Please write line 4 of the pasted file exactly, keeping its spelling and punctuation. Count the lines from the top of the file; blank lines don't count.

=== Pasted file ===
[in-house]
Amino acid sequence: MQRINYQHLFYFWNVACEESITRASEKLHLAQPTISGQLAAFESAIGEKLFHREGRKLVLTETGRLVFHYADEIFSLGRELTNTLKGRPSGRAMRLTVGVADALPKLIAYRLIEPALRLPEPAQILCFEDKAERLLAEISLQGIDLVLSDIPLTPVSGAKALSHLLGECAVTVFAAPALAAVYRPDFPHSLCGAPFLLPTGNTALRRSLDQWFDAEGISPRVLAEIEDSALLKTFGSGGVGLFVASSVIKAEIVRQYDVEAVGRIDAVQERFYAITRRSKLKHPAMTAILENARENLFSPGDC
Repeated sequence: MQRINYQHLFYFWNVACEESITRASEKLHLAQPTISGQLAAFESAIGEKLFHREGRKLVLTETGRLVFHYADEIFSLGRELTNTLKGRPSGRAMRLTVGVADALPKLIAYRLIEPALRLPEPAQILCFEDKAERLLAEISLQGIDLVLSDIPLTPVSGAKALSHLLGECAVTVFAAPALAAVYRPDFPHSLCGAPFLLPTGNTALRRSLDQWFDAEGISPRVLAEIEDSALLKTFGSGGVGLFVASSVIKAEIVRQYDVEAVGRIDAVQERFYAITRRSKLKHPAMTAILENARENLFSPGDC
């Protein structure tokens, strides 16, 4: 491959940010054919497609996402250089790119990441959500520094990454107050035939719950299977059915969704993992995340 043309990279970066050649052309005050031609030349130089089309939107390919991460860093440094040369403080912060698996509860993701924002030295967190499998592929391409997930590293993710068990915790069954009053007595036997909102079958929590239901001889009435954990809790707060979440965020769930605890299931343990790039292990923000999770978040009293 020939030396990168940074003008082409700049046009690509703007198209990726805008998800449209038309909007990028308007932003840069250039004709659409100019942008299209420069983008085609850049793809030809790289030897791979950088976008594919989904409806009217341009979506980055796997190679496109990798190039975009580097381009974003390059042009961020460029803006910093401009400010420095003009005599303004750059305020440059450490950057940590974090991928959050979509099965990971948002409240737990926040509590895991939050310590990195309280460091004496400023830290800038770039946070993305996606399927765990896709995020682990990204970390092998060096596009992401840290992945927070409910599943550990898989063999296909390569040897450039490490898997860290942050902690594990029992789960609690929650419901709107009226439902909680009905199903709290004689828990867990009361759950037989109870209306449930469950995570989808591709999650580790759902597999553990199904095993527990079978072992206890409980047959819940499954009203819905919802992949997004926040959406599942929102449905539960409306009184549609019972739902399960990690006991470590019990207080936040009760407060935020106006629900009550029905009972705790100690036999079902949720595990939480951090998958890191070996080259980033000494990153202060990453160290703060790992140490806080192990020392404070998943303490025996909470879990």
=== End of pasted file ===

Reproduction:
């Protein structure tokens, strides 16, 4: 491959940010054919497609996402250089790119990441959500520094990454107050035939719950299977059915969704993992995340 043309990279970066050649052309005050031609030349130089089309939107390919991460860093440094040369403080912060698996509860993701924002030295967190499998592929391409997930590293993710068990915790069954009053007595036997909102079958929590239901001889009435954990809790707060979440965020769930605890299931343990790039292990923000999770978040009293 020939030396990168940074003008082409700049046009690509703007198209990726805008998800449209038309909007990028308007932003840069250039004709659409100019942008299209420069983008085609850049793809030809790289030897791979950088976008594919989904409806009217341009979506980055796997190679496109990798190039975009580097381009974003390059042009961020460029803006910093401009400010420095003009005599303004750059305020440059450490950057940590974090991928959050979509099965990971948002409240737990926040509590895991939050310590990195309280460091004496400023830290800038770039946070993305996606399927765990896709995020682990990204970390092998060096596009992401840290992945927070409910599943550990898989063999296909390569040897450039490490898997860290942050902690594990029992789960609690929650419901709107009226439902909680009905199903709290004689828990867990009361759950037989109870209306449930469950995570989808591709999650580790759902597999553990199904095993527990079978072992206890409980047959819940499954009203819905919802992949997004926040959406599942929102449905539960409306009184549609019972739902399960990690006991470590019990207080936040009760407060935020106006629900009550029905009972705790100690036999079902949720595990939480951090998958890191070996080259980033000494990153202060990453160290703060790992140490806080192990020392404070998943303490025996909470879990």